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Students Seek To Join Notre Dame Contraceptives Lawsuit

Americans United filed a motion this week on behalf of three students to joint the contraceptives lawsuit on the side of the federal government.

notre dame

Photo: gbozik photography

University of Notre Dame refiled a lawsuit last month against the Affordable Care Act mandate to provide free contraceptives coverage.

A national watchdog group says it’s trying to ensure University of Notre Dame students aren’t left out of the debate over a federal mandate that the university provide free contraceptive coverage to its employees.

Americans United for Separation of Church and State filed a legal motion on behalf of three students Thursday to intervene in the lawsuit Notre Dame has filed against the Affordable Care Act.

Religiously affiliated institutions are exempted from directly supplying employees and students with contraception as a provision of the Affordable Care Act.  Instead, the insurance companies they use are required to pick up the tab.

Notre Dame officials are arguing that’s not enough–saying it still violates their religious liberty.

But Gregory Lipper is the senior litigation counsel for Americans United and says by objection to the contraceptives mandate, the university is infringing on the constitutional rights of its students and employees.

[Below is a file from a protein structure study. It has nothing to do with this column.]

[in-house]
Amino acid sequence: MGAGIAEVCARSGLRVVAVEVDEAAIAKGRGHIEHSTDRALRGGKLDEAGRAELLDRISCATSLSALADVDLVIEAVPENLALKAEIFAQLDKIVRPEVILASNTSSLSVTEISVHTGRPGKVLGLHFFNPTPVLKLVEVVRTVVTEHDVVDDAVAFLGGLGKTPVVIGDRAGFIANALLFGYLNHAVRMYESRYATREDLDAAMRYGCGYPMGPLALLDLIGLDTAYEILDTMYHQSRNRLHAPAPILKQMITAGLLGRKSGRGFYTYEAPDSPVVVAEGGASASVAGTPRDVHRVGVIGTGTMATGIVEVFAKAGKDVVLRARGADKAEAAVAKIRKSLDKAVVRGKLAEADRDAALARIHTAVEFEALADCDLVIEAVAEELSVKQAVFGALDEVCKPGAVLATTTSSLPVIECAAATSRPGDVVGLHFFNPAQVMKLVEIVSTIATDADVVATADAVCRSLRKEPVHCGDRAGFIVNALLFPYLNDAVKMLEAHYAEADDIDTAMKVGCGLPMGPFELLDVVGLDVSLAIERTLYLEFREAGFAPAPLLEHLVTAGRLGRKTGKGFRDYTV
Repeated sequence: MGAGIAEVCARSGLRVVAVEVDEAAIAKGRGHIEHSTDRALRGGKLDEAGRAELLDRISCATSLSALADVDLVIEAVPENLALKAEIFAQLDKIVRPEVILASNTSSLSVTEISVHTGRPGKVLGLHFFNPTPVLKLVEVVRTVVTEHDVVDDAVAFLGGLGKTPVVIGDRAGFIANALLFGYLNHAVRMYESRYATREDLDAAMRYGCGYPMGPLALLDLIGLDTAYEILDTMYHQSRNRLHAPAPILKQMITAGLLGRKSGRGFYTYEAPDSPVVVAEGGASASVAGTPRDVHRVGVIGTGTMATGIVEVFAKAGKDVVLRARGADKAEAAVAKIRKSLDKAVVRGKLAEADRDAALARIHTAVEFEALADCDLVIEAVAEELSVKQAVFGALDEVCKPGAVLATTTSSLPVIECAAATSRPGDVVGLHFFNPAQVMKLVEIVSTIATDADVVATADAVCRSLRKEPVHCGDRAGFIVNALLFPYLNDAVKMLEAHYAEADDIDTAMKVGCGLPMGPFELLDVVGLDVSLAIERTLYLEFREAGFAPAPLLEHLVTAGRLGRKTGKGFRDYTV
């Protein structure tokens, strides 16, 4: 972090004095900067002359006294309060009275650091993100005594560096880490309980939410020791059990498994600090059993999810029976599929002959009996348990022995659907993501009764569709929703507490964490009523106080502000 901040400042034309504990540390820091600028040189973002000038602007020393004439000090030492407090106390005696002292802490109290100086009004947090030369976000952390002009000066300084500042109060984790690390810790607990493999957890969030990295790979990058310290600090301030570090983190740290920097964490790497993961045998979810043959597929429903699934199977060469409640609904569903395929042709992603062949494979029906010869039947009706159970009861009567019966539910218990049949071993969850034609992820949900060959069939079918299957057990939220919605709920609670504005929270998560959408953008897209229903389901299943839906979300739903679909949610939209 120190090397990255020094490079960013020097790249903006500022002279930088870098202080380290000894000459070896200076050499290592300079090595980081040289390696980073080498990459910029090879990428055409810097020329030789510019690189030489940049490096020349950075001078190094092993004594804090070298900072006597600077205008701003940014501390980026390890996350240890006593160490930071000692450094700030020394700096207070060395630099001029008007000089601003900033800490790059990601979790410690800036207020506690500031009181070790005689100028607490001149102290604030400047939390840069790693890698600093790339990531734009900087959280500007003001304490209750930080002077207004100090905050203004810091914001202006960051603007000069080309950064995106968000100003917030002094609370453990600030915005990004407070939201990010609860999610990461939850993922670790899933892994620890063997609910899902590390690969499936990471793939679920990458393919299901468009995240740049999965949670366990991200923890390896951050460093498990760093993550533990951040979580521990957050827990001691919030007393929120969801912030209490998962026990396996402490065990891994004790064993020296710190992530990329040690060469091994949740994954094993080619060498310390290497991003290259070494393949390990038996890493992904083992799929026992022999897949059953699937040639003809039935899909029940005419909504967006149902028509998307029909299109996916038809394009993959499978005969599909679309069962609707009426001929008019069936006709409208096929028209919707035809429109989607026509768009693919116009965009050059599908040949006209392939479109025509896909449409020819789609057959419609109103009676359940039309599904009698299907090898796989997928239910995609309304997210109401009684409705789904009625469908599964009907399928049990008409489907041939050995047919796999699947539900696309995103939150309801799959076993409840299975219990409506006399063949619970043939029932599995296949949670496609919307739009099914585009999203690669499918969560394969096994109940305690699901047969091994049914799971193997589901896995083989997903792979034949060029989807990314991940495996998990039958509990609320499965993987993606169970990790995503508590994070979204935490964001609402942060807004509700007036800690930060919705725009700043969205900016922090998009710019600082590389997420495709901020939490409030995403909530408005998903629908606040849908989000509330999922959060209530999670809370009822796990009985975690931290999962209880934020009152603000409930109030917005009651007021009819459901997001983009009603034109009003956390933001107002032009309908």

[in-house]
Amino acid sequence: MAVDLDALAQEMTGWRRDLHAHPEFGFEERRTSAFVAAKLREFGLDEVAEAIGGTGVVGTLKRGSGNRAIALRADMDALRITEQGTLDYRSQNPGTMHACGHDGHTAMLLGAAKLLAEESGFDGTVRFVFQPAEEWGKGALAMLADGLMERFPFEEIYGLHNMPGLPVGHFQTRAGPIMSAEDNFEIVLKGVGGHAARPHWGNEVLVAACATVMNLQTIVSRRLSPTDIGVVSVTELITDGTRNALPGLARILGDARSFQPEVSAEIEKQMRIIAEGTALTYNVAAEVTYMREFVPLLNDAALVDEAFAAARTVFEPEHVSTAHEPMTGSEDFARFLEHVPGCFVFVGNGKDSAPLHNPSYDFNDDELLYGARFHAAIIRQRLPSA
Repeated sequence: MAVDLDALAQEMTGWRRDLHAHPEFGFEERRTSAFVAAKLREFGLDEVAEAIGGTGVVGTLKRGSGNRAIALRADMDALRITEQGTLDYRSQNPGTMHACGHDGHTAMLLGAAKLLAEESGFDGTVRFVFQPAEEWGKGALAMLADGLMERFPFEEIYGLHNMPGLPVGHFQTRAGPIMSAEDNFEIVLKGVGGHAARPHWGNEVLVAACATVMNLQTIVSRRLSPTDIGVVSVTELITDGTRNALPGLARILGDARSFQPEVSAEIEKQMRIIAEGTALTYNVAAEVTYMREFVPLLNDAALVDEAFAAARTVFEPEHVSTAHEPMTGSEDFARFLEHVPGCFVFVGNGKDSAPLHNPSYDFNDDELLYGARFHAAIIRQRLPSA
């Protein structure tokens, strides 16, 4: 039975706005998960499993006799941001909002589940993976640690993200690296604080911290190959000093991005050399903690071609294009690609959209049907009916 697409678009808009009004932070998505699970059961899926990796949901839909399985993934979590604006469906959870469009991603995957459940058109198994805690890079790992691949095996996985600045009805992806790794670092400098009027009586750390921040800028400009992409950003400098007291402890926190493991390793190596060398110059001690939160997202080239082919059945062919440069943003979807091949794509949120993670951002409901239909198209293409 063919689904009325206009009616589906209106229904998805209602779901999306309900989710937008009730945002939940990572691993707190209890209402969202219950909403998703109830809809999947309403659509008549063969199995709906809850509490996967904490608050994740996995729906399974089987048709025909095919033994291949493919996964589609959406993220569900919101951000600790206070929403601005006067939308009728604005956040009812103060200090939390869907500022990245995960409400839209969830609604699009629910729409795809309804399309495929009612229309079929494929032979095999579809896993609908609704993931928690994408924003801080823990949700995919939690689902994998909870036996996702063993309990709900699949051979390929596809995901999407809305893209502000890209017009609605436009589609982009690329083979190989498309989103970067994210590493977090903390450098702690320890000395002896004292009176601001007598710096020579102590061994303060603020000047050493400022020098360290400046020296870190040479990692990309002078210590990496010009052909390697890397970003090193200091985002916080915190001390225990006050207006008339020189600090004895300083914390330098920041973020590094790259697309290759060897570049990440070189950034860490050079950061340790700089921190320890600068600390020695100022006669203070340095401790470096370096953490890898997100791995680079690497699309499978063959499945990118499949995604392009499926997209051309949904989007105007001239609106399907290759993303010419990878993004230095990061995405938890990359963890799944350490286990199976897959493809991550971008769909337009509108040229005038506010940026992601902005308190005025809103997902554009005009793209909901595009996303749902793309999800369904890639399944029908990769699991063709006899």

“That type of argument is especially dangerous because it basically says ‘My religious beliefs give me an interest in what someone else does with their own body even if I’m not paying for it, even indirectly.”

Americans United says the students it’s representing would lose access to free contraceptive coverage under their university-based health insurance if the court ruled in favor of the university, so the group is asking the courts to let it join the lawsuit on the side of the federal government.

The group is also taking the case a step farther by invoking the establishment clause of the first amendment, which prohibits one party’s religious objections from imposing significant burdens on third parties.

Notre Dame spokesperson Dennis Brown refused to be recorded for radio but said in a statement that the University has stated their position on religious liberty grounds and will await the court’s ruling.

Jimmy Jenkins

Jimmy Jenkins is a multimedia journalist for WFIU and WTIU news. A native of Terre Haute, he is a masters student at the Indiana University School of Journalism and is proud to be a part of the public broadcasting stations he listened to and watched since he was a child. Follow him on Twitter @newsjunkyjimmy.

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